Alabama football: The Tide's front seven remains stout despite injuries
NEW ORLEANS -- Alabama's front seven has been ravaged by injuries all season, but Clemson isn't for one second overlooking the remaining strength and depth of what's ahead in Monday's Sugar Bowl.
"We've played a lot of great front sevens," left tackle Mitch Hyatt said. "Alabama's up there and they might be the best we'll play all year. Auburn and North Carolina State have two great front sevens, but Alabama just poses a different threat. It's going to be a different challenge for us."
Alabama has had to juggle its linebacker group all season due to a seemingly endless stream of ailments, including former Spring Valley standout Christian Miller missing most of the year with a torn biceps, but no matter the names on the field, the Crimson Tide promise to be stout. They're actually healthier than expected, with some of the key losses not season-ending as originally forecast.
Miller and sophomore Terrell Lewis (elbow) were both injured in the season-opening win over Florida State and feared lost until next year. The two key components are back and will join Mack Wilson (foot) participating in the College Football Playoff semifinal. Wilson's availability became even more crucial when fellow middle linebacker Dylan Moses was injured during practice earlier this month and will remain sidelined.
Through all the adversity, Alabama enters as the top-ranked scoring defense in the country, allowing only 11.5 points per game, and is second in yards allowed at 257.8 per game. Clemson is second (12.8 points) and sixth (277.9 yards).
"They keep saying there are a lot of injuries, but they just keep rolling guys in there," Clemson co-offensive coordinator Tony Elliott said. "I swear they've got about 25 defensive linemen. Every time you watch film, you see a different one. Literally in our staff meetings watching film, we're like who's 24 (Lewis)? Who's 4 (Chris Allen)? But you see their system. They ask those guys to be ready to perform."
Co-offensive coordinator Jeff Scott added, "There are a few new faces and new names, but the same results. Schematically, they're very similar to what they've done the last two years. I think the best teams know what they want to do and they do it well. And I think probably the same could be said about us offensively. We're not a whole lot different than maybe who we've been the last two years."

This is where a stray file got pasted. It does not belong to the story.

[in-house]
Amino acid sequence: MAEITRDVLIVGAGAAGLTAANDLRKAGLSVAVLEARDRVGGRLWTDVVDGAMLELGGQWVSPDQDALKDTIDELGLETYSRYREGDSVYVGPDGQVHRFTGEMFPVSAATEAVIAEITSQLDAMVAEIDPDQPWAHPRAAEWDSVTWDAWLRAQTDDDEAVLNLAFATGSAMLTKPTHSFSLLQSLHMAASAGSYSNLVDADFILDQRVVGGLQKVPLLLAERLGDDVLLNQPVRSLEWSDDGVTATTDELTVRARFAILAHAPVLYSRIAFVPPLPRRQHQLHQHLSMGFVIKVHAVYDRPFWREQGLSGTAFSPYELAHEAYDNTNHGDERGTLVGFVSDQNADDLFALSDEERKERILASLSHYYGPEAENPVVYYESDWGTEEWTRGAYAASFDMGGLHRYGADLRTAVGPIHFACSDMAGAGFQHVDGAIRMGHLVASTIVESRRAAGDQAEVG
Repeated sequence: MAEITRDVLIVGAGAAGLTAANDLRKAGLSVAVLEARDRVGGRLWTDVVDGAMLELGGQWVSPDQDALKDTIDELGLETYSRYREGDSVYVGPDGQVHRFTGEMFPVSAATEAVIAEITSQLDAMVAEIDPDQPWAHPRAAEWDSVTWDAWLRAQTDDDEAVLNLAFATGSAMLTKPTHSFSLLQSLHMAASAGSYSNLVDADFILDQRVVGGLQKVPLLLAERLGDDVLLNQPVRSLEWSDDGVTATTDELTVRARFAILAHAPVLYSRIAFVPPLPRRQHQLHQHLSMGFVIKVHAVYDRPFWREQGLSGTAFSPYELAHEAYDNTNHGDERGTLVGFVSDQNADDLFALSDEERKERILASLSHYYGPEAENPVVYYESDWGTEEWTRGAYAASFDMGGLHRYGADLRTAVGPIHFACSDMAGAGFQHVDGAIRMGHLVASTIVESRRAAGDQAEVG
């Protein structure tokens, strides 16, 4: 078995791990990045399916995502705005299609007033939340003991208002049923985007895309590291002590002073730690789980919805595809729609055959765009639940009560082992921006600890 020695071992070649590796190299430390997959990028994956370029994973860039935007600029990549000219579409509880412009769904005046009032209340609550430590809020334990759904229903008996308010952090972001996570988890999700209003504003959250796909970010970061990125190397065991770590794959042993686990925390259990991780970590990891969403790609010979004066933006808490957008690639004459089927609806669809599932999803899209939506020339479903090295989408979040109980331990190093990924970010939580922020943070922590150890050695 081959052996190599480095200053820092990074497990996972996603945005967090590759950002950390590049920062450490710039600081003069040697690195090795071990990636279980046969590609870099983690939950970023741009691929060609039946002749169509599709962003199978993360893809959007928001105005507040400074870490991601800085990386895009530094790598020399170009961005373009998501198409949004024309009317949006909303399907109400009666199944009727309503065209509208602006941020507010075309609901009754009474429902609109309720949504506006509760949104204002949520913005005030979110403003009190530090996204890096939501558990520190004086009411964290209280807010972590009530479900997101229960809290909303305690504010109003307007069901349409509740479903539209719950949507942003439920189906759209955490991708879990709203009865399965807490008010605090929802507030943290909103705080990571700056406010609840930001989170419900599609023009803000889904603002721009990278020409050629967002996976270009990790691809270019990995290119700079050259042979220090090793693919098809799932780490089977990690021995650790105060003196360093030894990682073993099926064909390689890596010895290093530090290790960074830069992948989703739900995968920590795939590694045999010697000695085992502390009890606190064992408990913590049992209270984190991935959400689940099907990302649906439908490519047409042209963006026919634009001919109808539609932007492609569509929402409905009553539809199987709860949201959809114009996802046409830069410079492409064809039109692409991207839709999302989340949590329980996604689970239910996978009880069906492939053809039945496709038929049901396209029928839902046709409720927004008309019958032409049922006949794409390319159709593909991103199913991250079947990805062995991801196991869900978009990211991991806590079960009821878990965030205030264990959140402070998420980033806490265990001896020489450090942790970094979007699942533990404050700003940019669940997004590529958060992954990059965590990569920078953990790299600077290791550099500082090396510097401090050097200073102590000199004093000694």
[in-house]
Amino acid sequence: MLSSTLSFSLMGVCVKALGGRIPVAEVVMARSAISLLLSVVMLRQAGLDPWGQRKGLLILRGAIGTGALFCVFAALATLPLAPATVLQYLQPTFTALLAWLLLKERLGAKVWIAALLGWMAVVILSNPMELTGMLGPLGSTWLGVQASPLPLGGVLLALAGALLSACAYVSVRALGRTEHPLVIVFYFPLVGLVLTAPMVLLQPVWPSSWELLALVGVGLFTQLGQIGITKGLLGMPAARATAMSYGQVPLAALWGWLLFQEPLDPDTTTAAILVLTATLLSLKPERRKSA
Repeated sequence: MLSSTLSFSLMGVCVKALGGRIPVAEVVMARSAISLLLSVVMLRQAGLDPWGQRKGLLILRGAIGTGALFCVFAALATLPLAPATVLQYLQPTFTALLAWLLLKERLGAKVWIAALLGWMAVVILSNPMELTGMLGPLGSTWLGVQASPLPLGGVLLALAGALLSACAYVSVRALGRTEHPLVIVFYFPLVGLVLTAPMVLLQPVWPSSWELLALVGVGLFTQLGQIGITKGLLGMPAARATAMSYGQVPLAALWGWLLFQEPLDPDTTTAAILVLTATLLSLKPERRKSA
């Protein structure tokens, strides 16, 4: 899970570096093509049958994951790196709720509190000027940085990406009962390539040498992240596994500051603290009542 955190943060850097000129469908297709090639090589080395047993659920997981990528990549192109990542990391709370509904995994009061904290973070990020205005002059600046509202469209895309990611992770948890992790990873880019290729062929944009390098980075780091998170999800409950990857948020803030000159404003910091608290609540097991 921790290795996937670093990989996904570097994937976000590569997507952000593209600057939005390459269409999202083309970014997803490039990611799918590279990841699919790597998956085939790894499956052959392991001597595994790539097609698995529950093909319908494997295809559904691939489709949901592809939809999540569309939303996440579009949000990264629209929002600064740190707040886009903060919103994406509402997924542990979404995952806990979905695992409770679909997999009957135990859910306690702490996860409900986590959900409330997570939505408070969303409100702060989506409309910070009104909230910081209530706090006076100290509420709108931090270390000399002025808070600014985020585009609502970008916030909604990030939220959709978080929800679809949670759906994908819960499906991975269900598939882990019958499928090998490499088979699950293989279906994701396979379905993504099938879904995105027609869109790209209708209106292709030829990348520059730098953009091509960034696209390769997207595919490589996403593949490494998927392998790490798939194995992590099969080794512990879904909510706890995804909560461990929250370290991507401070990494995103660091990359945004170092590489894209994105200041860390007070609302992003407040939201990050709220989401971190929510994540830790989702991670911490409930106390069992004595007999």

NOTHING TO PROVE: While Clemson, Oklahoma and Georgia were seen as three unquestioned teams among four selected for the College Football Playoff, Alabama's inclusion as the last team in was the cause for some controversy. Some felt any team that didn't win its own conference shouldn't get in, while others felt Ohio State had the better resume and would've made a more prudent choice.
Alabama has usually been above reproach in such situations, and on Thursday players shot down the suggestion that negativity regarding their selection would provide added motivation.
"We're not worried about the outside world, what anybody thinks or who they think should've been the fourth seed ahead of us," running back Damien Harris said. "None of that matters. We know at the end of the day a lot of people just don't like us because we're Alabama, but that doesn't really bother us."
Quarterback Jalen Hurts added, "Regardless of what's being said or been said, we're here now and they can't kick us out. It's about us and not anybody but us."
QUOTABLE: "It is fun, but sometimes you don't know the answer to everything, so I just have my phone at my side and do some quick research. For the most part it's been a fun experience for me showing them around." -- Clemson freshman running back and Louisiana native Travis Etienne on playing tour guide for his teammates.